December 2017: Diving and Hyperbaric Medicine: the Journal of the South Pacific Underwater Medicine Society
https://www.readbyqxmd.com/read/28868603/proliferative-retinopathy-during-hyperbaric-oxygen-treatment
#11
REVIEW
Viet Tran, David Smart
A 43-year-old male with type 2 diabetes mellitus, treated with insulin for 28 years and with an HbA1c of 7.9% six months prior, suffered from bilateral plantar ulcers refractory to specialised wound care. He underwent a planned 40 sessions of hyperbaric oxygen treatment (HBOT) at 243 kPa for 90 minutes. Consent was given for this report. The patient's ophthalmic history included bilateral proliferative diabetic retinopathy (PDR) identified on routine diabetic eye screening three years previously. This was treated with pan-retinal photocoagulation (PRP)...
September 2017: Diving and Hyperbaric Medicine: the Journal of the South Pacific Underwater Medicine Society
https://www.readbyqxmd.com/read/28868602/ruptured-tympanic-membrane-from-underwater-impact-with-an-atlantic-salmon-salmo-salar
#12
David Smart
An unusual case of tympanic membrane rupture in a diver due to impact from an Atlantic salmon, Salmo salar is described. The diver was treated conservatively and the injury fully healed by eight weeks after which the diver successfully returned to diving. The author contends that the appearances of such traumatic perforations differ from barotrauma in divers secondary to ear clearing problems on descent.
September 2017: Diving and Hyperbaric Medicine: the Journal of the South Pacific Underwater Medicine Society
https://www.readbyqxmd.com/read/28868601/periorbital-emphysema-after-a-wet-chamber-dive
#13
Wei-Shih Tseng, Hui-Chieh Lee, Bor-Hwang Kang
Although periorbital emphysema (PE) is commonly associated with orbital fractures, it may develop without any fracture or significant trauma in circumstances such as post-surgery, infection, forceful nose blowing, sneezing, and weight lifting. We report on a healthy military diver who developed PE following a wet chamber dive. A diagnosis of PE secondary to sinus barotrauma was reached. He was treated conservatively without medication and his symptoms recovered completely within 10 days. To the best of our knowledge, only five cases of diving-related PE have been reported in the literature...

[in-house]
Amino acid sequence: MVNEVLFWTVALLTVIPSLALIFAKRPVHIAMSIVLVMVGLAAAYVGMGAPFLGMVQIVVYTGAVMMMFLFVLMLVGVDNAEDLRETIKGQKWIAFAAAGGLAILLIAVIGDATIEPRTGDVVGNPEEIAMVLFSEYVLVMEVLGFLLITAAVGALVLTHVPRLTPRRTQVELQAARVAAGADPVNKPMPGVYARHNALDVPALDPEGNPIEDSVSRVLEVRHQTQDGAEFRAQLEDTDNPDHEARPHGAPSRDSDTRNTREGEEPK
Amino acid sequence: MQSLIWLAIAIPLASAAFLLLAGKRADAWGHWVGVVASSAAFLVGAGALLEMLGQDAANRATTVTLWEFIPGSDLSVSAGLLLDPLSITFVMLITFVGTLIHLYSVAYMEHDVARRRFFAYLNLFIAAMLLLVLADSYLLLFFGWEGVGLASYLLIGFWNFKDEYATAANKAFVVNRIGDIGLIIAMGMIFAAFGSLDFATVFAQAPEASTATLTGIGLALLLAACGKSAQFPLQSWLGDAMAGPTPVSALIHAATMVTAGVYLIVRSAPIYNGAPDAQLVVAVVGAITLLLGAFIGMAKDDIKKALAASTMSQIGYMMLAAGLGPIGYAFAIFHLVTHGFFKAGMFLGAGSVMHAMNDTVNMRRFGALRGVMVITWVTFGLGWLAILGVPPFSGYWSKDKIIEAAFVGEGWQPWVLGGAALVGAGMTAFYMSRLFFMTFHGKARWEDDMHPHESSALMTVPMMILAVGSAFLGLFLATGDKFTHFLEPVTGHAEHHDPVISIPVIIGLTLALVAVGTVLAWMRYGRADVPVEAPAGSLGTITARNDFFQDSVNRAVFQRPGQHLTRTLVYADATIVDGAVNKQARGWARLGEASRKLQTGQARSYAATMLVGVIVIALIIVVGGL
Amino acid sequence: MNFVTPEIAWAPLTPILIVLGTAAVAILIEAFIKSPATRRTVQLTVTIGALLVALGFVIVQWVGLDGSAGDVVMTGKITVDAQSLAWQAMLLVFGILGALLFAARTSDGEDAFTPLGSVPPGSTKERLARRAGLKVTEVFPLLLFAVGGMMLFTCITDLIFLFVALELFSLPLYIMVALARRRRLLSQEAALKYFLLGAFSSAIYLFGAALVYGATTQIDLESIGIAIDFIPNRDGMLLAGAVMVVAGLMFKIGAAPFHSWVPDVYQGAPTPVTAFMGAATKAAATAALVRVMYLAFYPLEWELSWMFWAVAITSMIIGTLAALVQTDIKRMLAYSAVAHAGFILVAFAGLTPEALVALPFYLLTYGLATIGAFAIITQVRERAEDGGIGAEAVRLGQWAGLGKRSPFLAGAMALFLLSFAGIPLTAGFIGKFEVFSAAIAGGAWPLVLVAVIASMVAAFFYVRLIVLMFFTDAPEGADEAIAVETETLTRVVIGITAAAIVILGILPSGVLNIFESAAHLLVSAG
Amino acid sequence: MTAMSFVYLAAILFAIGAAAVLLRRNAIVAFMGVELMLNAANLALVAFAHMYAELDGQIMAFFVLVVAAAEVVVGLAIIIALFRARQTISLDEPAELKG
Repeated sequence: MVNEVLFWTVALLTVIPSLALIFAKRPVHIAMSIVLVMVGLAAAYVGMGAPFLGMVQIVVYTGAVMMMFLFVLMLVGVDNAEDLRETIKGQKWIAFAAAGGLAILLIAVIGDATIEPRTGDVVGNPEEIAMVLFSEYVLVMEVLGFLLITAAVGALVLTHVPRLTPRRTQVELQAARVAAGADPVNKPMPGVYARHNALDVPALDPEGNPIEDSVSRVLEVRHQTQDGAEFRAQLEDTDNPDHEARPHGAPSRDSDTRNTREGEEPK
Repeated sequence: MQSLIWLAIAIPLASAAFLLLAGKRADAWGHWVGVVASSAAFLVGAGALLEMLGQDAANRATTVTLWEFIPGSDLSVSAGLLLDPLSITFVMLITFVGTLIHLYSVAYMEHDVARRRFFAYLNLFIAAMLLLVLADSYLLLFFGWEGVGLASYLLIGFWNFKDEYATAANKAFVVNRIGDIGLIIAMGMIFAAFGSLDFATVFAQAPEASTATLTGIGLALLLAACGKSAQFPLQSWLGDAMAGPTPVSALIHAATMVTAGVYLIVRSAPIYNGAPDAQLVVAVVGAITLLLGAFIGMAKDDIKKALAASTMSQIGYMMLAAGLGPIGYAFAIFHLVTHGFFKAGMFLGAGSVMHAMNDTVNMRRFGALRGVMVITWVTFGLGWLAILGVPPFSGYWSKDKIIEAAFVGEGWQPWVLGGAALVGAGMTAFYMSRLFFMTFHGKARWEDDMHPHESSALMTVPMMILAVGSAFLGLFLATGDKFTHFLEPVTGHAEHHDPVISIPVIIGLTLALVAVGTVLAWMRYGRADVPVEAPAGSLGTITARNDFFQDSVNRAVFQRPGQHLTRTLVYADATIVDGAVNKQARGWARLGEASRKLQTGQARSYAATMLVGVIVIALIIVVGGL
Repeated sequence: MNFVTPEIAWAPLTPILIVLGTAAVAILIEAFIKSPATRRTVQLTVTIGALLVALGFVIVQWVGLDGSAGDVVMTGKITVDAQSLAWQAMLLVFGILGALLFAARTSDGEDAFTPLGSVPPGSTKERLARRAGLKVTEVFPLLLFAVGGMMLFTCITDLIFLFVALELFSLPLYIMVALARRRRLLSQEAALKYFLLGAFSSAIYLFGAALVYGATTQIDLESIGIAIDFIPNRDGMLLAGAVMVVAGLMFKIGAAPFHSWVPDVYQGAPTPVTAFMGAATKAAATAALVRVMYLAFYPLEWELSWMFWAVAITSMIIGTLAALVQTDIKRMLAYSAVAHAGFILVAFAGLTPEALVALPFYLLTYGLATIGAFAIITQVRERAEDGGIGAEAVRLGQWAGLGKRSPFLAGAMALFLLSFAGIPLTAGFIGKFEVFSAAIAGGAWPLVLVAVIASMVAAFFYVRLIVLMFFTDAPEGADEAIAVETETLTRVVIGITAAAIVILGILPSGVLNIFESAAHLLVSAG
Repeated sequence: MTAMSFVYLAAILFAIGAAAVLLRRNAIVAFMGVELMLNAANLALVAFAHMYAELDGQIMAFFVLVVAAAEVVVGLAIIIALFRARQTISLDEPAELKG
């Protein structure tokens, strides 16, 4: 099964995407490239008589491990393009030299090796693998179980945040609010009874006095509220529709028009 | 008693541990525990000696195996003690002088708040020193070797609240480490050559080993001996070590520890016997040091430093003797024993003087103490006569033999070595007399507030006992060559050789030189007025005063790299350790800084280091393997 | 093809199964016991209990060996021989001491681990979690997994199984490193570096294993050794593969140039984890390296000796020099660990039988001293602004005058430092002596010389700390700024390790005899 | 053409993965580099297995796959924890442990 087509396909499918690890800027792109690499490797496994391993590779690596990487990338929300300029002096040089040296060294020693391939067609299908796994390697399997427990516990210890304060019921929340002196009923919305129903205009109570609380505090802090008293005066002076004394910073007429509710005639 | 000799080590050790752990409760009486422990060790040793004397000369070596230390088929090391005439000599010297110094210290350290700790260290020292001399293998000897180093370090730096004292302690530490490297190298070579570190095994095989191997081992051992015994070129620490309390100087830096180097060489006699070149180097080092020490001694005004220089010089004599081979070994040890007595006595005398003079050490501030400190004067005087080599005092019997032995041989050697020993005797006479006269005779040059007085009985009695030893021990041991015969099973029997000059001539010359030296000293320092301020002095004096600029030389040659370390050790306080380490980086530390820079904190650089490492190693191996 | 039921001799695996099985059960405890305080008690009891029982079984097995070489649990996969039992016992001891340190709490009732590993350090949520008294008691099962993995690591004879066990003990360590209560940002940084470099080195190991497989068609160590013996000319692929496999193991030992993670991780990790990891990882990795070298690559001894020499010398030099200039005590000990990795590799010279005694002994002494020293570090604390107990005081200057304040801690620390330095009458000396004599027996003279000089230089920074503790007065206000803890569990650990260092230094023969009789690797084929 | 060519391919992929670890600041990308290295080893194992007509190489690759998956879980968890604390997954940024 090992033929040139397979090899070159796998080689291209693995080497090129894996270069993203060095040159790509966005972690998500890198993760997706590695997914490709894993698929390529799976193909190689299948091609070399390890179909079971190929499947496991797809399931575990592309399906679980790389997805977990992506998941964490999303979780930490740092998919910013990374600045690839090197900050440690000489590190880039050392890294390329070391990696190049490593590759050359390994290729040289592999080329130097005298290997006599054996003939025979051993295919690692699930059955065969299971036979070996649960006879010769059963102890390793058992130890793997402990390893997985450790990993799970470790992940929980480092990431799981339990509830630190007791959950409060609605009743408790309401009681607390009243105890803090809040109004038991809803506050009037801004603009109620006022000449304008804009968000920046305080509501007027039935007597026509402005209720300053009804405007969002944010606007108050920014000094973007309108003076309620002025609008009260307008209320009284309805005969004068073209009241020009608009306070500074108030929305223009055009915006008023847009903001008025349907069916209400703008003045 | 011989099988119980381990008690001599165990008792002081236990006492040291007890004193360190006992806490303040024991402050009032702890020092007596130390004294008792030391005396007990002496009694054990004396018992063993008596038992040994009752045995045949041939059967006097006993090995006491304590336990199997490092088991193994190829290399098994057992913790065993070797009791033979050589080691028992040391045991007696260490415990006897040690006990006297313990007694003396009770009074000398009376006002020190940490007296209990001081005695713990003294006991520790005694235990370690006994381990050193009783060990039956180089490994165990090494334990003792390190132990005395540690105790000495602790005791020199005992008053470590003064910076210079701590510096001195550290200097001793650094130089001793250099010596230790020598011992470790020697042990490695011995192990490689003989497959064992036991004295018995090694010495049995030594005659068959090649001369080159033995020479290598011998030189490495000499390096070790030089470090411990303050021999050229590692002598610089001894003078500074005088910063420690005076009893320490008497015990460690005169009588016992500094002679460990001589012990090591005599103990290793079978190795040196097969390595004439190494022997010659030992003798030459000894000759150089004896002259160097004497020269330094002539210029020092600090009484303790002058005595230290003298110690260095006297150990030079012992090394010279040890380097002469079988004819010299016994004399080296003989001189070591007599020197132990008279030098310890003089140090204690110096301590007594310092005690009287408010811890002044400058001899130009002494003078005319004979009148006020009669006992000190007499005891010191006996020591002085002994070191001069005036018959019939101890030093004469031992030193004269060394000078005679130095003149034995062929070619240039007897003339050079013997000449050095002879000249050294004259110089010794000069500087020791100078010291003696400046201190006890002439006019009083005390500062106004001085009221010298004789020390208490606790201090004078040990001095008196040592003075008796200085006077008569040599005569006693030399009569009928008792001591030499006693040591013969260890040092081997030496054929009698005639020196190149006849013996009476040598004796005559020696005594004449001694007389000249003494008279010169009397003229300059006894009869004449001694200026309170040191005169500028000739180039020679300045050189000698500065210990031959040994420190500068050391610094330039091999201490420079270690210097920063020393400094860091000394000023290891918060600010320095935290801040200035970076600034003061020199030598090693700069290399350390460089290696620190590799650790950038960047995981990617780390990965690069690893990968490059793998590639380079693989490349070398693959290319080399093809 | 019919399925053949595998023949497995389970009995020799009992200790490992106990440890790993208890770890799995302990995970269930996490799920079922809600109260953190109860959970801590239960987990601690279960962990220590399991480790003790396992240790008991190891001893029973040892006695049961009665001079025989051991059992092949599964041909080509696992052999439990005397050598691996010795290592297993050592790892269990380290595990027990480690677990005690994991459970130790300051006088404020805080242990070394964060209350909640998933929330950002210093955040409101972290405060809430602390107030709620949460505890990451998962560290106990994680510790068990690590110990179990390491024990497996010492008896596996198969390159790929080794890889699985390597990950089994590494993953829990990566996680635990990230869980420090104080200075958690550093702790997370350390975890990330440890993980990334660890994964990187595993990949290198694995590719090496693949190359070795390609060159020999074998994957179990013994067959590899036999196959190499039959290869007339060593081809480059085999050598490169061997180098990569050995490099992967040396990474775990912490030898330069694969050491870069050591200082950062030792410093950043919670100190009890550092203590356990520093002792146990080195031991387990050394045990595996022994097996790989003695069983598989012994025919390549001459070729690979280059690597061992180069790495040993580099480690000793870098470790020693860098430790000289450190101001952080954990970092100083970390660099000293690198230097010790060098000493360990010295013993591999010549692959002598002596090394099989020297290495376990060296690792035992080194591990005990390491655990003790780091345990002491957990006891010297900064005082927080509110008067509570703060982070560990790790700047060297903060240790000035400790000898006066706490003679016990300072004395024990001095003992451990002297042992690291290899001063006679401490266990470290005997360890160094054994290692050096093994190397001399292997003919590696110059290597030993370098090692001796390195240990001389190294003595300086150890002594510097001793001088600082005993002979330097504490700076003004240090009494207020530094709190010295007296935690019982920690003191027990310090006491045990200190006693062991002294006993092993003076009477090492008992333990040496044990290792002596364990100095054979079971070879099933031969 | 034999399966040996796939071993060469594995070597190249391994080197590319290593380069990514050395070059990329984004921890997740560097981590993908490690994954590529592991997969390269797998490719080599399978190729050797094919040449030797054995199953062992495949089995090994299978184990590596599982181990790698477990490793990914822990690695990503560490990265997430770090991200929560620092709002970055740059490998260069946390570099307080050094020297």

September 2017: Diving and Hyperbaric Medicine: the Journal of the South Pacific Underwater Medicine Society
https://www.readbyqxmd.com/read/28868600/a-pleural-vacuum-relief-device-for-pleural-drain-unit-use-in-the-hyperbaric-environment
#14
Marco Gelsomino, Theo Tsouras, Ian Millar, Andrew Fock
INTRODUCTION: When a standard water-seal pleural drain unit (PDU) is used under hyperbaric conditions there are scenarios where excessive negative intrapleural pressure (IPP) and/or fluid reflux can be induced, risking significant morbidity. We developed and tested a pleural vacuum relief (PVR) device which automatically manages these risks, whilst allowing more rapid hyperbaric pressure change rates. METHODS: The custom-made PVR device consists of a one-way pressure relief valve connected in line with a sterile micro filter selected for its specific flow capacity...
September 2017: Diving and Hyperbaric Medicine: the Journal of the South Pacific Underwater Medicine Society
https://www.readbyqxmd.com/read/28868599/diving-with-pre-existing-medical-conditions
#15
John Lippmann, David McD Taylor, Christopher Stevenson, Jo Williams, Simon J Mitchell
INTRODUCTION: This is the second report based on a survey of Divers Alert Network Asia-Pacific (DAN AP) members who dive with cardiovascular and respiratory conditions and diabetes. It examines the medical management of the divers' conditions, any diving modifications used to mitigate the risk and outcomes. METHODOLOGY: An online cross-sectional survey was sent to 833 divers who had declared a targeted medical condition when applying for DAN AP membership between July 2009 and August 2013...
September 2017: Diving and Hyperbaric Medicine: the Journal of the South Pacific Underwater Medicine Society
https://www.readbyqxmd.com/read/28868598/turkish-recreational-divers-a-comparative-study-of-their-demographics-diving-habits-health-and-attitudes-towards-safety
#16
COMPARATIVE STUDY
Bengusu Mirasoglu, Samil Aktas